Growing a Healthy Community in Colorado Springs

In a time where pesticide usage has become a common practice on many farms and genetically modified foods have made their way to the grocery stores, it’s easy to see why many people have taken up the responsibility of growing their own produce. Since food costs have been increasing substantially, a glut of store-bought produce has become unaffordable for the average American family. As such, it’s no mystery why many people have begun to look towards alternative and more economically friendly options for their produce. The fear of harmful mass-production techniques that cause harm to our bodies has ignited a passion for healthy and locally grown foods. In Colorado Springs, for example, we’re clearly establishing interest in producing our very own agriculture. Community gardens have begun to appear all across the city, especially since people are beginning to realize that self-sufficient gardens improve one’s health and finances. It would benefit everyone to learn how stress-free, financially profitable, and rewarding urban gardening can be.

Many people tend to think of urban gardening as a time- and space-consuming nuisance, but in fact, the opposite is true. When I began my first garden in Denver, Colorado, my compost bin consisted of a large plastic trash can on the corner of my third story apartment deck, with my small patio serving as my garden. I began by growing tomatoes, arugula, spinach, potatoes, strawberries and many different herbs in my first season as a gardener. When the season ended, I broke down my plants and tilled them back into a compost pile.

The next year, I moved into a house with a tiny back yard, sectioned off a six-by-eight foot plot of land, and built a raised bed for my garden. All the compost I had gathered from my patio garden was then transported and tilled into the soil, creating the foundation and devotion for my new love, my garden. Though a garden proves to be a lot of work, the perks far outweighs the setbacks. There is something very rewarding about taking that first bite into a vegetable grown by your own hand, not to mention that organic vegetables grown from home will surely be more flavorful, hold more nutrients, and not be subjected to harmful things such as pesticides, which infect most store-bought produce.

My son and my dog in front of my 2012 garden.

My son and my dog in front of my 2012 garden.

The key to a successful and plush garden is the integration of well-developed compost and soil, which in turn will ensure a high crop yield. Items such as fruits and vegetables are more commonly accepted in organic fertilizer, but most people don’t expect that things such as dog hair, the inside of your vacuum bag, coffee grounds, ashes from the fireplace, grass clippings, and even cardboard tampon applicators may be used in a compost pile. Through a simple Internet search, you can find lists of hundreds of items that break down easily. The key is to continuously till the compost into your soil daily, thus decomposing the organic materials.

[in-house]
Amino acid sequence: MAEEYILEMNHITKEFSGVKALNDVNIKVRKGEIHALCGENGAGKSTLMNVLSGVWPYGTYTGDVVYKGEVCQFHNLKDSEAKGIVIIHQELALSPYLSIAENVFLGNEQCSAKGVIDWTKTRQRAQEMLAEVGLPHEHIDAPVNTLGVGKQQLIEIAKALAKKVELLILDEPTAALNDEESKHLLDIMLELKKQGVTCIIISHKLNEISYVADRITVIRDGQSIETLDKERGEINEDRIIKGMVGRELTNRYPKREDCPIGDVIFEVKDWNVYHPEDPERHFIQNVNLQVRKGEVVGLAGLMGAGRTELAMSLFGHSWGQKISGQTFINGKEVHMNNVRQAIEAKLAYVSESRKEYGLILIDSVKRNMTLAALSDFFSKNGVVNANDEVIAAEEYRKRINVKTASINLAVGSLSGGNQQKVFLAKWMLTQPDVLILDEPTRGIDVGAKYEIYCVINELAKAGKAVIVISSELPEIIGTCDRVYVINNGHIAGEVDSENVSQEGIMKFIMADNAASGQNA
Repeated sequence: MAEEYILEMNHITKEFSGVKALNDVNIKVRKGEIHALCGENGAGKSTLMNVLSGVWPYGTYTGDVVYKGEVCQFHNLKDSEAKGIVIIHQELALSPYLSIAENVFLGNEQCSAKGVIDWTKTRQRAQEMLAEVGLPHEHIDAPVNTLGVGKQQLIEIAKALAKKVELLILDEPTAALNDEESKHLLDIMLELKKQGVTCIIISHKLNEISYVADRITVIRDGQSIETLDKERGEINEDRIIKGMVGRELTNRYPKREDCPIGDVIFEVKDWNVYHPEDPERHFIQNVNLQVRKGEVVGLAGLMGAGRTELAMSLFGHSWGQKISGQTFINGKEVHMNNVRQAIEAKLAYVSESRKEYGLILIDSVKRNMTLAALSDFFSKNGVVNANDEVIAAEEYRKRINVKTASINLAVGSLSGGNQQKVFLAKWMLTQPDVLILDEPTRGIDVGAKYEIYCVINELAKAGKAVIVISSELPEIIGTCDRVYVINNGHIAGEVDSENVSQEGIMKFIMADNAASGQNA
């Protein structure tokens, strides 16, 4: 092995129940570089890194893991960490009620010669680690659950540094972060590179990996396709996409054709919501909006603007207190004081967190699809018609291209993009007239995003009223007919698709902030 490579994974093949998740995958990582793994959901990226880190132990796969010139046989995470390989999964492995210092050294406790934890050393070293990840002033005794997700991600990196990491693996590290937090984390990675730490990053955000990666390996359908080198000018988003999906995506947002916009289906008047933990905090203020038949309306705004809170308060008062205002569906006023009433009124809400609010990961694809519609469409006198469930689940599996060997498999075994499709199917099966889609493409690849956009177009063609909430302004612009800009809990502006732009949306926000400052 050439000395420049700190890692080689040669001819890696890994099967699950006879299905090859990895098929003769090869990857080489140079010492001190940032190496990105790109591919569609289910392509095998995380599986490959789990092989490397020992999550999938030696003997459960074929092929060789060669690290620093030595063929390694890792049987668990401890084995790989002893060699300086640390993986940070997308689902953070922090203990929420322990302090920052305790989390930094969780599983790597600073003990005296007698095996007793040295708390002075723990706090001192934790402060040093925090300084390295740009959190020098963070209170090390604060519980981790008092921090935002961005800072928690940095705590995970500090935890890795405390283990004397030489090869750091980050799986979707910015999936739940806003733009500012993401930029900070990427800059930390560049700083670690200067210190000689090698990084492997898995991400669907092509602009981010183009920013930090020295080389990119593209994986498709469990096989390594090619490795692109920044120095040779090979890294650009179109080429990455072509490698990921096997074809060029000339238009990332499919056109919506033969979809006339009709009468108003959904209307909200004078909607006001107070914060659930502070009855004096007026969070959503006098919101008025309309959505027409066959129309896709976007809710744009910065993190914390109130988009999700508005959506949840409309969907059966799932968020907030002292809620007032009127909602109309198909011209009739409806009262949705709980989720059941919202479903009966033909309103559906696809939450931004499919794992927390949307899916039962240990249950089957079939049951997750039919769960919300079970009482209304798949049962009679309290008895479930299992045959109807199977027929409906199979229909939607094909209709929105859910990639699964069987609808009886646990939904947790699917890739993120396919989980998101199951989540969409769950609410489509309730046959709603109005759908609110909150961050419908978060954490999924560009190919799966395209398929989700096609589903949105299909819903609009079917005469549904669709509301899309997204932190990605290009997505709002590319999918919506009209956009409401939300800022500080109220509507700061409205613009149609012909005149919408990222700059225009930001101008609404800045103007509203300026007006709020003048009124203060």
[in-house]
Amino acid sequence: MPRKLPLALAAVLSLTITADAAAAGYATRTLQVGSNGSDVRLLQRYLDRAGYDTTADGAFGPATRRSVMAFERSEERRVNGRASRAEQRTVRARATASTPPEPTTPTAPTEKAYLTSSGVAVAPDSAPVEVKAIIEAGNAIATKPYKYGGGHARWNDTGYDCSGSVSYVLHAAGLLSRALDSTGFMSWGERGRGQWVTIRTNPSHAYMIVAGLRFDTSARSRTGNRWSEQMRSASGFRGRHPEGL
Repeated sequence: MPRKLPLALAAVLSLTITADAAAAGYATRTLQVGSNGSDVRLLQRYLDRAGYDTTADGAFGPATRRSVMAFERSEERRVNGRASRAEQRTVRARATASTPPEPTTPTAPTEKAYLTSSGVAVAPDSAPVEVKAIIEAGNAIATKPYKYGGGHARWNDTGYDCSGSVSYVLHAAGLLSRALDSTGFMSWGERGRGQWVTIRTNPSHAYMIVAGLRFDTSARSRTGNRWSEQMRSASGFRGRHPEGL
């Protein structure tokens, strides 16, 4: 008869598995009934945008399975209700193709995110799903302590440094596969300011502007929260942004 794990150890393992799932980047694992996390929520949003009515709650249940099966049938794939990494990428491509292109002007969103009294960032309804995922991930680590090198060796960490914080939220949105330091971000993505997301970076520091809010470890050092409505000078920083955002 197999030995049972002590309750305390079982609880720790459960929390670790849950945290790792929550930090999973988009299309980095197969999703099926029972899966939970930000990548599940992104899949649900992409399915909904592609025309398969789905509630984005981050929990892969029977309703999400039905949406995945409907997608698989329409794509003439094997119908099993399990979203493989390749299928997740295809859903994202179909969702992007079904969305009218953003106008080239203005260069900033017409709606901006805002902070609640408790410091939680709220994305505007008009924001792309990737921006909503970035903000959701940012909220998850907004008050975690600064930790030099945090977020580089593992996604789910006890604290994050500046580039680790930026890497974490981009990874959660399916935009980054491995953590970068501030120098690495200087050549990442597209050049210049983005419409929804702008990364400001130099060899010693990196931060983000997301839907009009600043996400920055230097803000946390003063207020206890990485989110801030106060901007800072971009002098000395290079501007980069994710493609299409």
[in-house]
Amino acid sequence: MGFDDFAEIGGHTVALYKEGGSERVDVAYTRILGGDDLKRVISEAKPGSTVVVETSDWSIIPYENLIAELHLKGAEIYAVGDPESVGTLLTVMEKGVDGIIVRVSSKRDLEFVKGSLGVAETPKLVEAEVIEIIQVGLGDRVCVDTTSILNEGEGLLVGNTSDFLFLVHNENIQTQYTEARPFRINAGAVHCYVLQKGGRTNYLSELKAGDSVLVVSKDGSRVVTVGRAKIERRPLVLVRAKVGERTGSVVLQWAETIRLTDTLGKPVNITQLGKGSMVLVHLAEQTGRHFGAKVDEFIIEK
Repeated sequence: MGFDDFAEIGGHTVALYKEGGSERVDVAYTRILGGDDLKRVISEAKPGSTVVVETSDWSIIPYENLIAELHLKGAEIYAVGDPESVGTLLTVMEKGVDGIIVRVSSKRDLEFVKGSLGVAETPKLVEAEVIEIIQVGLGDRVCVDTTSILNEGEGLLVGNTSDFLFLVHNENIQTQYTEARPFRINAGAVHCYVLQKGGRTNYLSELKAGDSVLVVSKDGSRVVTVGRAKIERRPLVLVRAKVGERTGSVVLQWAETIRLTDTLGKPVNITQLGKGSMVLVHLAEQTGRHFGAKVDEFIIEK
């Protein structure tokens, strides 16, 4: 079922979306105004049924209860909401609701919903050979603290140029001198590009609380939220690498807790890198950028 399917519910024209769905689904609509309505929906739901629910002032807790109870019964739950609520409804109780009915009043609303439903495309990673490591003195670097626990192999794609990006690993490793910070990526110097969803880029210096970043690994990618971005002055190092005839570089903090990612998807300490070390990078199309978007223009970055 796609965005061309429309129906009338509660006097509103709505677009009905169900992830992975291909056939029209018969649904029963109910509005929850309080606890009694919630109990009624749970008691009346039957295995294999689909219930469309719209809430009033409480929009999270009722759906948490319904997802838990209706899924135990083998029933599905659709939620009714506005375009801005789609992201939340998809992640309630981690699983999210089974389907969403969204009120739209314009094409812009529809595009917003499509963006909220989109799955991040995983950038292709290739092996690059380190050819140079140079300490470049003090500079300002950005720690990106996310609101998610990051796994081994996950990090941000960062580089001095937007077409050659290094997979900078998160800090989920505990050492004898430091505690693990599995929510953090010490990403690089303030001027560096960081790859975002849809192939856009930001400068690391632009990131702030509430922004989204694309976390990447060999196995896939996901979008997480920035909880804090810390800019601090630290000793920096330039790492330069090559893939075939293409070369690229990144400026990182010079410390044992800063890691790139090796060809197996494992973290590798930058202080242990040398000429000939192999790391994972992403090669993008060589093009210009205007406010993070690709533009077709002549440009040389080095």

Take a minute to think about how many times you have thrown a banana peel or apple core into the trash without a second thought. Creating a compost bin would be far more practical and require just a little added commitment. Dedicating some time out of your day to till any new compost into your soil is all it takes to make a nutrient-rich soil that will give you a lush and healthy garden. Just this last summer, I harvested anywhere from two to five pounds of tomatoes each day in the peak of the season. Tomatoes and peppers began to take over my garden towards the end of the season, forcing me to get creative with my cooking to attempt to use all of the crop, even after I gave neighbors some of my harvest on a regular basis.

katy food

The final harvest before the freeze.

With only three community gardens in operation in Colorado Springs in 2007, Pikes Peak Urban Gardens has increased this number substantially by launching an additional nine community gardens in our area. Though the number of people taking the venture in urban gardening has by no means skyrocketed, many people are waking up and realizing the advantages of raising your own food. John A. Perez, State Representative in California, states in an article in California Agriculture that kids perform better in school, employees are more productive, and the rate of obesity is lowered when communities begin to eat healthier as a result of urban agriculture. Aurora and surrounding cities such as Denver, Lakewood, and even our very own Colorado Springs have started implementing laws to make urban gardening more acceptable, including allowing residents to raise hens in their very own backyard although sensible rules must apply. In a Denver Post article, Megan Mitchell points out that urban chicken farmers must have a permit and pay a one-time fee of forty dollars and inform the neighbors if a coop is placed within fifteen feet of their property. Roosters are not allowed in the urban area for obvious reason, and an appropriate fine is issued for any resident wishing to break that law.

If more people become aware of the advantages that growing our own food can have in our immediate social circles, the number of people participating will increase considerably. Contrary to what some believe, gardening in the city is not all that time-consuming, nor does it require too much space. All one truly needs is a little bit of dedication, knowledge, and the desire to want to establish a healthier community. As soon as each urban gardener would recruit one more person into the fold, our community will grow healthier and happier in short order. It’s hard to imagine a more productive short- and long-term collaboration.